Most types of income count in your income test. We use this and the assets test to work out if you can get a payment and calculate rates.
- an amount you earn, derive or receive for your own use or benefit
- some regular payments you get as a gift or allowance.
It can be in the form of:
- goods, services or other benefits in return for an item, action or promise.
We use the gross amount in the income test. This is the amount before tax or any other deductions.
The income test includes income from anywhere in the world, not just Australia. This includes pensions from other countries. Read about overseas income.
This is the amount we count in your income test. This also includes your partner's income.
Assessable income includes the gross employment income you earn from work. This can be:
- penalty rates and overtime
- fringe benefits
- amounts you salary sacrifice into super.
Assessable income can also be:
- real estate income from things like rental properties or boarders and lodgers
- deemed income from financial investments
- deemed income from money in superannuation funds if you’ve reached Age Pension age
- income from a sole trader or partnership business
- income from a farm
- distributions or dividends from a private trust or private company
- reportable superannuation contributions
- some lump sums
- some types of income specific to Indigenous Australians
- Paid Parental Leave payments
Deeming is the method we use to work out the income from your financial assets. We include this deemed income in your income test.
Read more about deeming.
Details we need from you
Normally we ask for your gross income.
If you own a business or rental property we’ll also ask for one or both of the following:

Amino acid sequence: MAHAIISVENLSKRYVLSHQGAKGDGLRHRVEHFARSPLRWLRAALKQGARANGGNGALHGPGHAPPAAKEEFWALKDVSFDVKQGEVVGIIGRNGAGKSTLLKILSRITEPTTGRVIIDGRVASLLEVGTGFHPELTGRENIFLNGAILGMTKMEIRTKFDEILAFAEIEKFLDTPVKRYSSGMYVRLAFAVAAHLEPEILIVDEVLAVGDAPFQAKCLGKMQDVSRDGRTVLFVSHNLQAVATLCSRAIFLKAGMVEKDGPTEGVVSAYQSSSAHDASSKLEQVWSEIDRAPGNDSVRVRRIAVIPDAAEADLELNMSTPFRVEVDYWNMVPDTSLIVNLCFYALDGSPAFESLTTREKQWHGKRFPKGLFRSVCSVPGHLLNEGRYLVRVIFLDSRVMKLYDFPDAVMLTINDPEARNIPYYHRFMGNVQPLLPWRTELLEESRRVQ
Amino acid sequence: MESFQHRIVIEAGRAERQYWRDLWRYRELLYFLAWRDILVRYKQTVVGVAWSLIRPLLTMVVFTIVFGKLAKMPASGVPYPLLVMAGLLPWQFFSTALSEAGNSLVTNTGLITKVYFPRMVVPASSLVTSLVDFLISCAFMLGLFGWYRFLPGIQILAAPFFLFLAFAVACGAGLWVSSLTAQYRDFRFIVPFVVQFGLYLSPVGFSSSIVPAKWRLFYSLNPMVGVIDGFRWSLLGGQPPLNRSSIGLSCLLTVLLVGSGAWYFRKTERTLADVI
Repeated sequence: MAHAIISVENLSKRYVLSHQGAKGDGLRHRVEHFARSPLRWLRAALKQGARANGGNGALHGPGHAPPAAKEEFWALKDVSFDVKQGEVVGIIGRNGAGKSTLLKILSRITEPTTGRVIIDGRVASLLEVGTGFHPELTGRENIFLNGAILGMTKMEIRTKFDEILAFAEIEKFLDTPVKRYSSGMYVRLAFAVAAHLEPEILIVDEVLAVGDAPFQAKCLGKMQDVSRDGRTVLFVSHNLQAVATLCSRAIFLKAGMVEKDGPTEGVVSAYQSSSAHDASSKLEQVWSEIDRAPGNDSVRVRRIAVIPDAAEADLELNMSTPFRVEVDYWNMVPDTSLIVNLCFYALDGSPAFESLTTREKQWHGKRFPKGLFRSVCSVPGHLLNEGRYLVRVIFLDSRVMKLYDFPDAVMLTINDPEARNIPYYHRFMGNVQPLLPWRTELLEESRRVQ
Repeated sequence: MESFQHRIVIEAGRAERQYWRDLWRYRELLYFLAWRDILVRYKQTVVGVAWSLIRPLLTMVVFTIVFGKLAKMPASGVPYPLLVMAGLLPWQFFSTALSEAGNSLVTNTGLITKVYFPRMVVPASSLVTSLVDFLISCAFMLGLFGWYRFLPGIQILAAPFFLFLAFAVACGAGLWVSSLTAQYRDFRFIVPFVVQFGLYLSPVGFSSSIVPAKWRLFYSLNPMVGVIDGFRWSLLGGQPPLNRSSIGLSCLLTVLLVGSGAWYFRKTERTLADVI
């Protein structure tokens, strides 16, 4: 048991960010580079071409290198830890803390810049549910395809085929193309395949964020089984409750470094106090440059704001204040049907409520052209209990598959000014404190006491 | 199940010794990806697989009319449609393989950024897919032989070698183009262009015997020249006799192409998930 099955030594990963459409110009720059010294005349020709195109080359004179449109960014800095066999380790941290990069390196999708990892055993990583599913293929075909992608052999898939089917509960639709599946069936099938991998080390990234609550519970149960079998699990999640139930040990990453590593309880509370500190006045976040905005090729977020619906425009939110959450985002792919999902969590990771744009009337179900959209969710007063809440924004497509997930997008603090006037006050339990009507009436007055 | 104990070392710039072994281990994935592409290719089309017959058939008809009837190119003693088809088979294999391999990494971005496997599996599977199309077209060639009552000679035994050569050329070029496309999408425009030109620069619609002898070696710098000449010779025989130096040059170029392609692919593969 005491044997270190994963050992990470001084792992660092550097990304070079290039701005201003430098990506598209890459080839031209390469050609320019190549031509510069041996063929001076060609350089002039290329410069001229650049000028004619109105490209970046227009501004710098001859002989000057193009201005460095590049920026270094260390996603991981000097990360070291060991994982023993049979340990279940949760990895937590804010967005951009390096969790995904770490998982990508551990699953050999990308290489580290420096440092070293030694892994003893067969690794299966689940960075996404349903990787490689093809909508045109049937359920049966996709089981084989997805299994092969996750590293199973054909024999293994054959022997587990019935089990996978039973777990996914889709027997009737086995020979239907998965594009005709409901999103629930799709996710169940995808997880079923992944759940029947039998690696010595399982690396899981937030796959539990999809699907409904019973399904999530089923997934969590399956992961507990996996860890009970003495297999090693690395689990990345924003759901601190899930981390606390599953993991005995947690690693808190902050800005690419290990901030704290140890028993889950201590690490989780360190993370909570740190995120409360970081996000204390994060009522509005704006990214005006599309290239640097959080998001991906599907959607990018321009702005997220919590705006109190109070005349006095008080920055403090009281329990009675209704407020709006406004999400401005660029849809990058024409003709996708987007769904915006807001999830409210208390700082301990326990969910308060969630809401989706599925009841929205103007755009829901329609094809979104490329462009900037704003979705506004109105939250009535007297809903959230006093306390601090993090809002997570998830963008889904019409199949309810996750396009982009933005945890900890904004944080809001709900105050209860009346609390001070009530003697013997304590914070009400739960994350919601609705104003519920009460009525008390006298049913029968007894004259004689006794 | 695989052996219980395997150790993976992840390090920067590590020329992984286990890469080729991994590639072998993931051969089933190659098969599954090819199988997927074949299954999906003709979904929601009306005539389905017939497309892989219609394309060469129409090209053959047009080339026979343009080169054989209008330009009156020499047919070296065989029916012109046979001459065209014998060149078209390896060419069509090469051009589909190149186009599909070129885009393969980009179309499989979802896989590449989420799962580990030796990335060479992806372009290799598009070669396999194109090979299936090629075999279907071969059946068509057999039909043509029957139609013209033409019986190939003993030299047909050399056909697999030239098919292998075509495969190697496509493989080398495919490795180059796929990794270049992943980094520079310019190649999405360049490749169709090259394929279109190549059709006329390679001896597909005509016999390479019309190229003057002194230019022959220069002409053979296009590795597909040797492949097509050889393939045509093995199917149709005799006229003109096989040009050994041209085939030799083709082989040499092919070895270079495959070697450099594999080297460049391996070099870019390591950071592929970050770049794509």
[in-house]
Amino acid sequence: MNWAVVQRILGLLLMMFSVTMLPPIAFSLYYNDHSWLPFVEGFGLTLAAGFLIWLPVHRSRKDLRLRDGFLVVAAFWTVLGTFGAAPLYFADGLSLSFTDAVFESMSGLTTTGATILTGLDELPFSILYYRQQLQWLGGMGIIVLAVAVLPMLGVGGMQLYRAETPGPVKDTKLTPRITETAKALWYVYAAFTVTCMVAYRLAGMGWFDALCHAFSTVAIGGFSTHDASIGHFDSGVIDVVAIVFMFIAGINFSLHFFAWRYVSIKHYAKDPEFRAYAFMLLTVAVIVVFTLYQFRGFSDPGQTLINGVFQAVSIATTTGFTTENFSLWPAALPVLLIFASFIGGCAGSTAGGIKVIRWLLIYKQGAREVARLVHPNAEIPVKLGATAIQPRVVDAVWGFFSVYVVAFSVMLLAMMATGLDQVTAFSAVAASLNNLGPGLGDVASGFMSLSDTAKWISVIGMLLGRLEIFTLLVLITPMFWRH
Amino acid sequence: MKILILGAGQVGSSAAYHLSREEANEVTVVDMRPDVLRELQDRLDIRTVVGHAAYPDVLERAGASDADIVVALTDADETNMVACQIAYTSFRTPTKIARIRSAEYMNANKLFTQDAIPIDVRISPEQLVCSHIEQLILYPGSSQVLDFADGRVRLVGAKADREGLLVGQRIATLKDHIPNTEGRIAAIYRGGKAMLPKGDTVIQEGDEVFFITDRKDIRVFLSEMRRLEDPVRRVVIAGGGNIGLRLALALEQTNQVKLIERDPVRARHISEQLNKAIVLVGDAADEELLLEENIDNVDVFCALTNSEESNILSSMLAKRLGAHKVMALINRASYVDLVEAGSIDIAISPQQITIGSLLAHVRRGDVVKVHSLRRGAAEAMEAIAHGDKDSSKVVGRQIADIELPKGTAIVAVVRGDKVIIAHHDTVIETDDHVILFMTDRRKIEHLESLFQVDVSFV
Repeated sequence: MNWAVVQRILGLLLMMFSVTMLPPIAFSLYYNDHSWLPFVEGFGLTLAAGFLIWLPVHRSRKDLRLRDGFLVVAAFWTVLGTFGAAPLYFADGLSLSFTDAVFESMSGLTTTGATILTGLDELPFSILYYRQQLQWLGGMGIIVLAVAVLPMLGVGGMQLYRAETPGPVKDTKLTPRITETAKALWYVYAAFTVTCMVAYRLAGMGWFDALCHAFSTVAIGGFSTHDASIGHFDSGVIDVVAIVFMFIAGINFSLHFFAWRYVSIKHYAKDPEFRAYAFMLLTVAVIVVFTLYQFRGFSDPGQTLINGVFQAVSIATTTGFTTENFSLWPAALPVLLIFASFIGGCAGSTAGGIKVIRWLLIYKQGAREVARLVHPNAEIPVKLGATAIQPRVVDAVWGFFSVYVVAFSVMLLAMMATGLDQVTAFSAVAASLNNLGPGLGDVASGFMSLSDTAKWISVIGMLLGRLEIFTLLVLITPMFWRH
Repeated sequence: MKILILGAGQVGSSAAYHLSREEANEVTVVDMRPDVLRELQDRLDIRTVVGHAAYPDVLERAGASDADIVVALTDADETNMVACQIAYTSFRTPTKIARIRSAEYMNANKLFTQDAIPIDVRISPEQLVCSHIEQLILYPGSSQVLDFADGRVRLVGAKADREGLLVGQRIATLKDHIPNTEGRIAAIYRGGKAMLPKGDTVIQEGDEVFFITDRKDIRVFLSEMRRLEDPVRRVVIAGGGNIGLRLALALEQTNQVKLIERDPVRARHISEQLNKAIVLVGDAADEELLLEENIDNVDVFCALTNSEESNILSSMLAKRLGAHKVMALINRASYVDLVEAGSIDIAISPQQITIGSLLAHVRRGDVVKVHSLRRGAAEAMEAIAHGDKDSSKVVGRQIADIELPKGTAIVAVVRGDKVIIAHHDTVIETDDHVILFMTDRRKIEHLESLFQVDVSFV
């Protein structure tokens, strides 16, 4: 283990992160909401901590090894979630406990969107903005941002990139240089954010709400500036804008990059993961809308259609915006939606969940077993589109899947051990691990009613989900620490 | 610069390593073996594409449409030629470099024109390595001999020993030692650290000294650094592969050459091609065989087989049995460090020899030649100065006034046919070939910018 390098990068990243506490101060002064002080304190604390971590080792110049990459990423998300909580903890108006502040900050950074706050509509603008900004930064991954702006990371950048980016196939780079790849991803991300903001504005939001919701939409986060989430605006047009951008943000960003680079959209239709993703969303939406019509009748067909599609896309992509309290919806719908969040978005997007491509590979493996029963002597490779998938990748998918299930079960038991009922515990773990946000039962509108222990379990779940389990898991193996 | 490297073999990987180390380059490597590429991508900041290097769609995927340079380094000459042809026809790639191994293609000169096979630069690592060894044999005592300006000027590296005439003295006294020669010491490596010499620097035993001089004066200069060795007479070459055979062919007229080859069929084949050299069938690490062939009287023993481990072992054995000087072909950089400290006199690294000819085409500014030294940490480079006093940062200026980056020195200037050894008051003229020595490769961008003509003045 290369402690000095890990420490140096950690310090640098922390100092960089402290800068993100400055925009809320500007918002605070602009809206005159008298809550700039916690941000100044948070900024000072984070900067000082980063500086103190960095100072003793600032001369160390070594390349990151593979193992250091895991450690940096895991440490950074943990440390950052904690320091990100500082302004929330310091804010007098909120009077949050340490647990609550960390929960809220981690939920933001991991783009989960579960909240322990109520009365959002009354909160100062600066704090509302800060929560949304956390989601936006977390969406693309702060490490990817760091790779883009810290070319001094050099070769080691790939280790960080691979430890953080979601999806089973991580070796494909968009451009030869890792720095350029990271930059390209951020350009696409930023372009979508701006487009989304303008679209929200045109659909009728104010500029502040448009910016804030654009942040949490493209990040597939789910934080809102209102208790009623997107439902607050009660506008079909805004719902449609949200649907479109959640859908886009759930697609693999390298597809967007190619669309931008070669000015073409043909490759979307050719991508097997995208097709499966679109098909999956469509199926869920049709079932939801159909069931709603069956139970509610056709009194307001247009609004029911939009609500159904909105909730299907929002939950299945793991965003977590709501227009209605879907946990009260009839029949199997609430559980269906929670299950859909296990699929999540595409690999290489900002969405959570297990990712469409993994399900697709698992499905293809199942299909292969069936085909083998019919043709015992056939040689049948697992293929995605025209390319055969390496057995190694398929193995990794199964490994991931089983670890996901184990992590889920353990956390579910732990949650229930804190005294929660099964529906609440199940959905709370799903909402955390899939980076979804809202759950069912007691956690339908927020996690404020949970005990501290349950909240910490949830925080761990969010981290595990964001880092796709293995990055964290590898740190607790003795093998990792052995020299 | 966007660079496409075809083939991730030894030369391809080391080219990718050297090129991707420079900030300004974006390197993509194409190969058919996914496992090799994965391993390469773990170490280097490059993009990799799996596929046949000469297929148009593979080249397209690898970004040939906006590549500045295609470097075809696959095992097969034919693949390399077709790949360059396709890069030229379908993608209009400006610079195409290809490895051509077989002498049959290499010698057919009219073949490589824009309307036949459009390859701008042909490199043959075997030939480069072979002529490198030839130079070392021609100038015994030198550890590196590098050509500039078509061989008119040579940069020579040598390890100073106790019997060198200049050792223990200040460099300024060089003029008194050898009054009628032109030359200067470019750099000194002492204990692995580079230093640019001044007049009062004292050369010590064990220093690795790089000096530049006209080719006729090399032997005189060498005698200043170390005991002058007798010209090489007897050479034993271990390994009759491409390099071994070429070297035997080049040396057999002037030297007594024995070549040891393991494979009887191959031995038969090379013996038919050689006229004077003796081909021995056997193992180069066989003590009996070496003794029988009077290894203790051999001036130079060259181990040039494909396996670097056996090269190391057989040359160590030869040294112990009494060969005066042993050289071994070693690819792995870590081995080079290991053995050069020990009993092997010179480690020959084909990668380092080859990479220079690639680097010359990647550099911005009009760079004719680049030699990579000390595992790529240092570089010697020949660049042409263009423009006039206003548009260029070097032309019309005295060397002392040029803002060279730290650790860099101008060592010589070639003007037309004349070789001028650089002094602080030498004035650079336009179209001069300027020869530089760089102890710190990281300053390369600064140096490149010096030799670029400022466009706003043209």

- income tax return
- profit and loss statement.
- report your income
- update details of your savings, shares, managed investments, income streams, real estate and other assets
- report any gifts you get
This is income we don’t include in your income test.
Exempt income can be:
- rent assistance from government
- most payments from us - these may still count in the Family Tax Benefit income test
- compensation for loss or damage to things you own
- child support - this may still affect your Family Tax Benefit Part A
- any free board and lodging you get
- regular payments from a close relative
- emergency relief or similar assistance
- payments as a victim of National Socialist persecution
- First Home Saver Account withdrawals or interest
- repayment for expenses
- some allowances if you spend the whole amount on what it’s meant for, for example, work travel
- payments through a National Disability Insurance Scheme package
- some lump sums
We don't count up to $8,223 per year from an equity or merit based scholarship in your income test.
This is any scholarship you get:
- so you can study or do research
- for achievement in study or research
This covers most education scholarships.
Any amount over $8,223 per year counts as income and may affect your payment rate.
If you get more than one scholarship, the $8,223 applies to the total amount you get, not to each one.
The exempt amount is indexed each year.
Income you get from overseas can count in your income test.
Deeming rules are used to work out income from your financial assets. We add this to your other income and apply the income test to work out your payment rate.
This is pay you get for work you've done for an employer.
Business income counts in the income test.
If you’re involved in a private trust or private company, we use your share of the income and assets to work out if you can get an income support payment from us and your payment rate.
This is lease or rent money you get from a property you own. It counts in your income test.
A lump sum is a one off amount of money. Lump sums can count in your income test. If so, they may affect your payment from us.
If you or your partner earn or are given money from any source, you need to let us know.
We now treat Paid Parental Leave as income. This means Parental Leave Pay and Dad and Partner Pay count in your income test for payments from us.
Page last updated: 15 July 2019